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SOME IMPLICATIONS OF EKMAN LAYER DYNAMICS FOR CROSS SHELF EXCHANGE IN THE AMUNDSEN SEA

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Title
SOME IMPLICATIONS OF EKMAN LAYER DYNAMICS FOR CROSS SHELF EXCHANGE IN THE AMUNDSEN SEA
Other Titles
남극아문젠 대륙붕에서의 Ekman 층의 역학
Authors
A.K. Wahlin
Ha, Ho Kyung
L. Arneborg
R.D. Muench
G. Bjork
H. Alsen
Lee, Sang H.
Subject
Oceanography
Keywords
Amundsen Sea; Circumpolar Deep Water; Ekman layer; Ice melting; Ice shelf
Issue Date
2012
Publisher
American Meteorological Society
Citation
A.K. Wahlin, et al. 2012. "SOME IMPLICATIONS OF EKMAN LAYER DYNAMICS FOR CROSS SHELF EXCHANGE IN THE AMUNDSEN SEA". JOURNAL OF PHYSICAL OCEANOGRAPHY, 42(9): 1461-1474.
Abstract
Exchange of seawater across the continental shelves off West Antarctica strongly influences the available oceanic heat that leads to subsurface glacial melting at the interface between the ocean and the continental West Antarctic Ice Sheet. One mechanism that contributes to the cross-shelf transport is Ekman transport induced by along-slope currents over the slope and shelf break. Previous studies show that Ekman layers in a stratified environment tend to become arrested. When the Ekman transport moves relatively dense water up the slope a pressure gradient is created acting to move the dense water back down. This (baroclinic) pressure gradient is oppositely directed to the (barotropic) pressure gradient that drives the primary along-slope current, and when they become equal in magnitude they cancel out and the Ekman layers are said to be arrested. An investigation of this process is applied to the Amundsen Sea shelf break region, using recently acquired and historical field data to guide the analyses. During a winter 2008-09 cruise, along-slope currents were observed at transects across the eastern and western reaches of the Amundsen slope. Currents in the east, near 110°W, flowed eastward and appeared to be associated with the Antarctic Circumpolar Current (ACC).eet. One mechanism that contributes to the cross-shelf transport is Ekman transport induced by along-slope currents over the slope and shelf break. Previous studies show that Ekman layers in a stratified environment tend to become arrested. When the Ekman transport moves relatively dense water up the slope a pressure gradient is reated acting to move the dense water back down. This (baroclinic) pressure gradient is oppositely directed to the (barotropic) pressure gradient that drives the primary along-slope current, and when they become equal in magnitude they cancel out and the Ekman layers are said to be arrested. An investigation of this process is applied to th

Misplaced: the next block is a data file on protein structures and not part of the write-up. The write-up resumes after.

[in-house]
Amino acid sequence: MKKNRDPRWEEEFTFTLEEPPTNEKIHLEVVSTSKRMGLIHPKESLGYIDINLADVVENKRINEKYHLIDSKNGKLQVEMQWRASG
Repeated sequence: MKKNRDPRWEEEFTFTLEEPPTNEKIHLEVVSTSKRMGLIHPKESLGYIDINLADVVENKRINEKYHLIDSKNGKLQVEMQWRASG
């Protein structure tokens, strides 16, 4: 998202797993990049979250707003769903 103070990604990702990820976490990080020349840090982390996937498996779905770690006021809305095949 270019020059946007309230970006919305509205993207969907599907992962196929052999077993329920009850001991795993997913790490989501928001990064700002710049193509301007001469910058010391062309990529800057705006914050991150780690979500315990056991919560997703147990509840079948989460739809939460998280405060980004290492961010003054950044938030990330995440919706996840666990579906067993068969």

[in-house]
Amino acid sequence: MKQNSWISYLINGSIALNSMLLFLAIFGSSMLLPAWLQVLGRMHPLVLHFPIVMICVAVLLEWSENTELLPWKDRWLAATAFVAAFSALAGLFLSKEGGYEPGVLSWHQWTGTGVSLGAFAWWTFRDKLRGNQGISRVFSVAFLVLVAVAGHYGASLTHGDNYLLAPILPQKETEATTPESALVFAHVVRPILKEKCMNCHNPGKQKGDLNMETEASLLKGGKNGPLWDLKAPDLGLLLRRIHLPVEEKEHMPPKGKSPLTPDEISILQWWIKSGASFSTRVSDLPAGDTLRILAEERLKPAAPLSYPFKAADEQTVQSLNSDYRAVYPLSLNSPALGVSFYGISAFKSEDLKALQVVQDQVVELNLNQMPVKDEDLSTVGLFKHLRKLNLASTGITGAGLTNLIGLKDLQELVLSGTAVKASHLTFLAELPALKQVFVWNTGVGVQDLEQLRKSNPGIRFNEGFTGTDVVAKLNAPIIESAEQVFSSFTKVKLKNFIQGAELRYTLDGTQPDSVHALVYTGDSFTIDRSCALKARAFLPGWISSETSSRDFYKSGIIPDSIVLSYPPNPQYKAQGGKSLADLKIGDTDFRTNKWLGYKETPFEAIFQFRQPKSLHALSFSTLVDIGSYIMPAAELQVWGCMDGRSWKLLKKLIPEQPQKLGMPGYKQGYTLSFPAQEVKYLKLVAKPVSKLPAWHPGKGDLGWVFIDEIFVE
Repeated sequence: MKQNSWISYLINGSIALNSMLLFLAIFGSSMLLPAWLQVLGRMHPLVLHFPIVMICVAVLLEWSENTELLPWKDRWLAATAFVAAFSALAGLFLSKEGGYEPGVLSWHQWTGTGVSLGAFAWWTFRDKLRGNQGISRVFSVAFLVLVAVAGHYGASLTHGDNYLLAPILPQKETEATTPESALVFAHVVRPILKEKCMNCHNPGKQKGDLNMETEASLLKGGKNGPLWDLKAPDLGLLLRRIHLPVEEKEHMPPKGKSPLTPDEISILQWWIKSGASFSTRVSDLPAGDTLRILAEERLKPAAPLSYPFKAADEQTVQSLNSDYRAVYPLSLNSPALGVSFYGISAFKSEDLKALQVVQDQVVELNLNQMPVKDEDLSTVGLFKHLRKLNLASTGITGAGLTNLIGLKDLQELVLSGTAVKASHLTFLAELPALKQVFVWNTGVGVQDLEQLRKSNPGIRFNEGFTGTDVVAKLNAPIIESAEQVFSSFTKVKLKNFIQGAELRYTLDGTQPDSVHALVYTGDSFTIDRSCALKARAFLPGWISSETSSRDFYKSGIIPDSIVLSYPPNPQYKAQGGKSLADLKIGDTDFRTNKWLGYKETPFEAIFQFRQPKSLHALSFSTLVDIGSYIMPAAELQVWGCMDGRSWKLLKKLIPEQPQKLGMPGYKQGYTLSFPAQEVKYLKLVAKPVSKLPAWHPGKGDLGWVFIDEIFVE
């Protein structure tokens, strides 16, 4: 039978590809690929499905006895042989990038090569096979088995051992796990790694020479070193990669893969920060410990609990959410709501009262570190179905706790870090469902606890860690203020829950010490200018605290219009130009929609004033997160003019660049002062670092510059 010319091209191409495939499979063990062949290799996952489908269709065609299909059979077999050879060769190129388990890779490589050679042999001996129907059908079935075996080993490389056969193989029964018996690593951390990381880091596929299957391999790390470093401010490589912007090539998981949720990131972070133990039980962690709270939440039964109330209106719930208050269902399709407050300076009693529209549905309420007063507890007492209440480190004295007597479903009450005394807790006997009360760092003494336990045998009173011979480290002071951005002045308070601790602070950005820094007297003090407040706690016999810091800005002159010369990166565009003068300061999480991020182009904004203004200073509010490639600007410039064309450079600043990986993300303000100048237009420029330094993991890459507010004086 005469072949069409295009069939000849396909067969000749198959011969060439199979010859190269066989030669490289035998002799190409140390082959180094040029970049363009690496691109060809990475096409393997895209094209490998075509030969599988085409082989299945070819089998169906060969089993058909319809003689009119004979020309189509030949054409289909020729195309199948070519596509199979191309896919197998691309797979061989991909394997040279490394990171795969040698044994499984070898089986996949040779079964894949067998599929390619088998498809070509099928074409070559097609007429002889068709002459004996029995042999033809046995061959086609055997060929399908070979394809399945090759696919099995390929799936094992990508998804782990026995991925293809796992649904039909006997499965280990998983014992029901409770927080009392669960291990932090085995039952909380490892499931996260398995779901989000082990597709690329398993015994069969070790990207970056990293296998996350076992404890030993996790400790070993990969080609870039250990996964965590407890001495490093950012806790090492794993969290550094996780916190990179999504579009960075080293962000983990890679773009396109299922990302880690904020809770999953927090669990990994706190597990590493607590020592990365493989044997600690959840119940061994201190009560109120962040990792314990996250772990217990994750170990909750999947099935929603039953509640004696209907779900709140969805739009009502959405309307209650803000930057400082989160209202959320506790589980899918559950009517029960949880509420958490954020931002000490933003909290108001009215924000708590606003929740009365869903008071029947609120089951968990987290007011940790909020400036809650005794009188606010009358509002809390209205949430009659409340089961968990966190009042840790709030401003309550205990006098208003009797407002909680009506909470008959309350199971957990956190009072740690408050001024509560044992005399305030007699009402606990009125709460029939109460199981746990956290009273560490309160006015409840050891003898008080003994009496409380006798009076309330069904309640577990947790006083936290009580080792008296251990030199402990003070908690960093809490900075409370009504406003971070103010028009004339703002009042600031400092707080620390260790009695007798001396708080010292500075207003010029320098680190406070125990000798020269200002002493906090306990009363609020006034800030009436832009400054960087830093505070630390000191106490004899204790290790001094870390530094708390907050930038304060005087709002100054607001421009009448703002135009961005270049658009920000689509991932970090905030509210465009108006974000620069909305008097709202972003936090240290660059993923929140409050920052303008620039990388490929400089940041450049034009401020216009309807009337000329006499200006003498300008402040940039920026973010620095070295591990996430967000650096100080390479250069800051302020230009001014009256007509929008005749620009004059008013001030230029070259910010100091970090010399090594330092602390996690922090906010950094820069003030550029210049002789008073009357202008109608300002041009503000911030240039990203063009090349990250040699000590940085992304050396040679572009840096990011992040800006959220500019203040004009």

URI
http://repository.kopri.re.kr/handle/201206/5572
DOI
http://dx.doi.org/10.1175/JPO-D-11-041.1
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